What is Asthma?

Asthma is a chronic inflammatory disease of the lungs and airways affecting more than 15 million Americans.  It is a long term condition that affects your airways.  When asthma flares up, your airways swell and tighten.  This causes your airways to narrow so less air gets into your lungs, making it hard to breathe.

Asthma is characterized by inflammation that occurs when your bronchi come in contact with irritants or “triggers”.  The lining of the bronchial tubes becomes inflamed and swollen, reducing the space available for airflow and excess mucous to build up which in turn causes it to become difficult to breathe.

Another component of asthma is bronchoconstriction. This occurs when bands of muscles surrounding your bronchial tubes tighten causing your airways to narrow. This results in chest tightness, wheezing, and shortness of breath.

Symptoms of Asthma:

If you have asthma, you might not have all of these symptoms.  And, your symptoms may change over time.

  • Wheezing.  This is a whistling or squeaky sound when you breathe.
  • Coughing. It may be worse at night or early in the morning.
  • Tightness in your chest. This may feel like someone is squeezing your chest.
  • Fast or noisy breathing.
  • Shortness of breath. You may feel short of breath, or feel like you can’t catch your breath.

Diagnosing and Treating Asthma Symptoms:


  • Physical exam from your doctor that includes listening to your breathing
  • Review of your family’s health history
  • Pulmonary Function Testing that shows total lung capacity and also any inflammation that could be present.
  • Possibly a bronchodilator treatment and then a post pulmonary function test to observe clinically the change in the values.
  • Allergy testing to determine possible triggers.

Causes and Triggers of Asthma:

While the exact cause of asthma is unknown; it does seem to run in families.  People who suffer from asthma find that many different things may bring on an episode:

Outdoor Triggers:

  • Pollen – if pollen counts are high on a particular day, stay indoors and use your air conditioner.  You can find pollen counts for your area in your local newspaper or online.  If you have to be outside, take a shower to wash off pollen and change clothes when you come inside.
  • Outdoor Mold – Mold can grown on rotting logs, fallen leaves, compost piles and mulches, hay and commercial peat moss.  Avoid these if possible and have someone else do the yard work.
  • Pollutants – Stay indoors if air pollution and smog levels are high.  If you are sitting in traffic, keep your windows rolled up.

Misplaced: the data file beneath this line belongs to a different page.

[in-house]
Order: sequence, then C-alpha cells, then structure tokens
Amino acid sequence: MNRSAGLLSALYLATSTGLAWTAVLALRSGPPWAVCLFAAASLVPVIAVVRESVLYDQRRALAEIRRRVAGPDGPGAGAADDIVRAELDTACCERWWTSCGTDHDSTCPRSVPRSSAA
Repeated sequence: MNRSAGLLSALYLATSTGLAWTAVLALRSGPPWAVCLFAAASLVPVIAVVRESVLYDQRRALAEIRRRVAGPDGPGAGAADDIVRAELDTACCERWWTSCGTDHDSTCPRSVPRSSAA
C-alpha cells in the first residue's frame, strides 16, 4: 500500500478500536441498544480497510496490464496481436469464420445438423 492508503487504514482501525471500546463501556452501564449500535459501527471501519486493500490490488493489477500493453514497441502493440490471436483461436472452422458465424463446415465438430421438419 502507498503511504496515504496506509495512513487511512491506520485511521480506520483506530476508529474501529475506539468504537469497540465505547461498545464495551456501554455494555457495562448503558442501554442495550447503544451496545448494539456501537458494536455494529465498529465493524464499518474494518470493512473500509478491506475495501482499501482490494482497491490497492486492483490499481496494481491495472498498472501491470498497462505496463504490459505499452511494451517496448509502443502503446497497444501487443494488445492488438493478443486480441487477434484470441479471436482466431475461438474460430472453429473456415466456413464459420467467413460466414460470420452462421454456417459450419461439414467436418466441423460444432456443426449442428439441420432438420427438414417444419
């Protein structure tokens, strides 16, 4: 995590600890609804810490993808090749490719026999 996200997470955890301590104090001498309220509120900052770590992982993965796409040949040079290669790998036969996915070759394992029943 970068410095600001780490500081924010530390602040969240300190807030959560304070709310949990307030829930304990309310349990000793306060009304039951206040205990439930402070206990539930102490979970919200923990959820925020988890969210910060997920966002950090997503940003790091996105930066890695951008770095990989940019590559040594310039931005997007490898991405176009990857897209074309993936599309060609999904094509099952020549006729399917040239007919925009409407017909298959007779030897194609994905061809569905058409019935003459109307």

• Cold Air – Wear a scarf over your nose and mouth when you’re outside in winter months.

Indoor Triggers: 

  • Dust Mites – These are microscopic bugs (you can’t see them) that live in dust and fibers of fabrics like curtains, mattresses and carpets.  Dust weekly and wear a mask when you do.  Also, consider making small changes in your home to limit dust mites, such as replacing carpet with hardwood floors and buying a vacuum cleaner with a HEPA filter.  To reduce dust mites in your bedroom, wash sheets weekly in hot water (at least 130 degrees F), and cover mattresses and pillows with special dust-mite proof covers.
  • Mold – make sure mold doesn’t grow in the damp areas of your house, such as basements, bathrooms or kitchens.  Keep humidity levels at less than 50 percent.  To keep the air in your home clean, change your heating and cooling system filter regularly.
  • Cockroaches – take out your garbage often, and don’t leave food sitting out.
  • Pets – if you have an indoor pet, wash it weekly to limit exposure to pet dander.  Also, vacuum weekly and keep pets out of your bedroom.

Other Triggers:

  • Smoke – if you smoke, quit.  Also, avoid being around secondhand smoke or other types of smoke, such as campfires.
  • Infections – talk to your doctor about getting an annual flu shot since respiratory infections can cause flare-ups.  Also, wash your hands frequently if you’re around other people who are sick.
  • Exercise or physical activity – asthma shouldn’t be an excuse to avoid exercise.  In fact, it can even help strengthen your lungs.  If physical activity does trigger flare-ups, talk to your doctor.  There are ways you can be active and avoid flare-ups.  Your doctor may suggest taking medicine before you exercise to prevent symptoms.
  • Acid Reflux Disease (GERD) – if you have frequent heartburn because of acid reflux disease, tell your doctor.  Although, experts aren’t sure why, there is a connection between asthma and acid reflux disease.
  • Stress – take steps to reduce stress, such as exercising, talking to a counselor, or making time for your favorite hobby

Foods & Medications:

Many processed food and drinks contain chemicals (sulfites) that are added as a preservative, but can cause an asthma episode.  The most common are dried fruits, fruit juices, vegetables and wines.

Cheese and other dairy products, citrus fruits, tomatoes, seafood and corn are also foods that can sometimes initiate an asthma episode.

Some medications, even the ones you buy over the counter, may also be asthma triggers.  Aspirin and aspirin-like products may cause symptoms in people who have chronic sinus problems or nasal polyps.  Beta-adrenergic blocking agents (used to treat migraine, rapid heart rate, congestive heart failure, tremor and glaucoma) are also known to cause asthma episodes

Avoiding Asthma Triggers